Popular web pages could be infecting your computer with a new type of malware. This malware uses your computer’s resources to “mine” for cryptocurrency such as the ever-popular Bitcoin.
This is bad for your computer for two reasons: first, it bogs down your PC, making it run very slowly and even burning out components in extreme cases; and second, the hacker uses your PC to get rich at your expense, while you get nothing.
So what is cryptocurrency mining? Cryptocurrency is virtual money that is generated after your computer has worked hard to solve a complicated mathematical problem. The solution to this mathematical problem generates digital money. This task is known as “mining.”
The issue is that a run-of-the-mill computer can’t mine cryptocurrency alone. This is why networks of computers have been made to mine cryptocurrency together at high speeds.
There’s nothing illegal about it. Anybody interested can get into virtual mining and reap the benefits with their fellow miners. There are even legal and easy-to-get programs so that your computer can “work” within these communities.
What is happening with this new type of malware, however, is another thing altogether. This malware doesn’t notify its victims. The only one who gets rich off the mining process is the hacker who, obviously, doesn’t share his profits with anybody.
Now here comes the interesting question: Is a hacker behind this malware?
A security researcher has found malware in the code of several high-profile websites. The British media outlet BBC has access to the list of popular pages infected and contacted those located in the United Kingdom. Some have removed the malicious code and updated their security system.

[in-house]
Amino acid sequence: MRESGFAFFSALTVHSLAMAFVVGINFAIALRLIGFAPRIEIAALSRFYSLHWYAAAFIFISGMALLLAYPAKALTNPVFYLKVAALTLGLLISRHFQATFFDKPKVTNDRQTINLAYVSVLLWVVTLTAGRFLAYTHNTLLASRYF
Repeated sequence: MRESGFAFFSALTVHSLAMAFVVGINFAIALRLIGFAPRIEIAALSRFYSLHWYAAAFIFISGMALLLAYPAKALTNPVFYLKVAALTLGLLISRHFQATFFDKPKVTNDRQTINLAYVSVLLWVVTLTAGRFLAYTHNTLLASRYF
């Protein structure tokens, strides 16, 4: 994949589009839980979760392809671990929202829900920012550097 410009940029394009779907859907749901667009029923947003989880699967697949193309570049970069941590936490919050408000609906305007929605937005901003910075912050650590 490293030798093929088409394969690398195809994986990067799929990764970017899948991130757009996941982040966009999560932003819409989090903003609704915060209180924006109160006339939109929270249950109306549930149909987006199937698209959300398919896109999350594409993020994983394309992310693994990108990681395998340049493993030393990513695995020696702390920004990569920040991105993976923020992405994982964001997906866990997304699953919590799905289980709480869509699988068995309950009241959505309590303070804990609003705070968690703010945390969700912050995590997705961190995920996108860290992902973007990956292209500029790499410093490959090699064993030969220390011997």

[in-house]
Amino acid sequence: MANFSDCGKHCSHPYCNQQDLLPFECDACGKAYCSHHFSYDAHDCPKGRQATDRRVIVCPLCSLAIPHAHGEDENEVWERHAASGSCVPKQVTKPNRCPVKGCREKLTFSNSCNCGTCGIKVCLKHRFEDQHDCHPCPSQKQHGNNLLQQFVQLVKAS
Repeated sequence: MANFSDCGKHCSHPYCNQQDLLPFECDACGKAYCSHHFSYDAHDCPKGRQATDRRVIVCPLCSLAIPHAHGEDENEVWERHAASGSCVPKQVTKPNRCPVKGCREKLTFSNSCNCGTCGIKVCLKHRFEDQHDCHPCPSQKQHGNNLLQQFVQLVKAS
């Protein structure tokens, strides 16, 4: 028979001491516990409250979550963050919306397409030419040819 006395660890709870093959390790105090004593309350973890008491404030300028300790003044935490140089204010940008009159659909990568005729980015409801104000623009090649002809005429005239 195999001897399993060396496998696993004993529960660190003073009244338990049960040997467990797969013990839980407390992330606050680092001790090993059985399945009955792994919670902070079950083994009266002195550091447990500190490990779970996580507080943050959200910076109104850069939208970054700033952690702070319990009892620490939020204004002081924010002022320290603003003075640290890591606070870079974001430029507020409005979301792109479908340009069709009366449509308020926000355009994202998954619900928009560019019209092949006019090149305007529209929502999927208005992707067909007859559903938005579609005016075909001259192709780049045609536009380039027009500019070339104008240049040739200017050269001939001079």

Some of the affected pages, however, won’t explain what malicious code was doing on their site. This has spurred some to wonder if certain pages have added this malware on purpose to find a new way of generating profits.
A few weeks ago, it was revealed that the Pirate Bay torrent site used a similar code to convert its visitors’ computers into “miners.” Pirate Bay said it was a 24-hour trial and then uninstalled the malicious code. Was it really a temporary trial, or was TPB’s plan to cross their fingers and hope that nobody noticed what was happening while they benefited from this new source of income?
Regardless of who is behind this malware, several security experts have already predicted that this type of virus will become increasingly more popular.
If you’ve noticed that your PC is running slowly, you may have already been infected. A quick patch is to install an ad-blocker. If you want a more effective and lasting solution, we recommend installing a good antivirus. There are plenty to choose from in the Softonic catalog, such as the new 2018 version of Avast.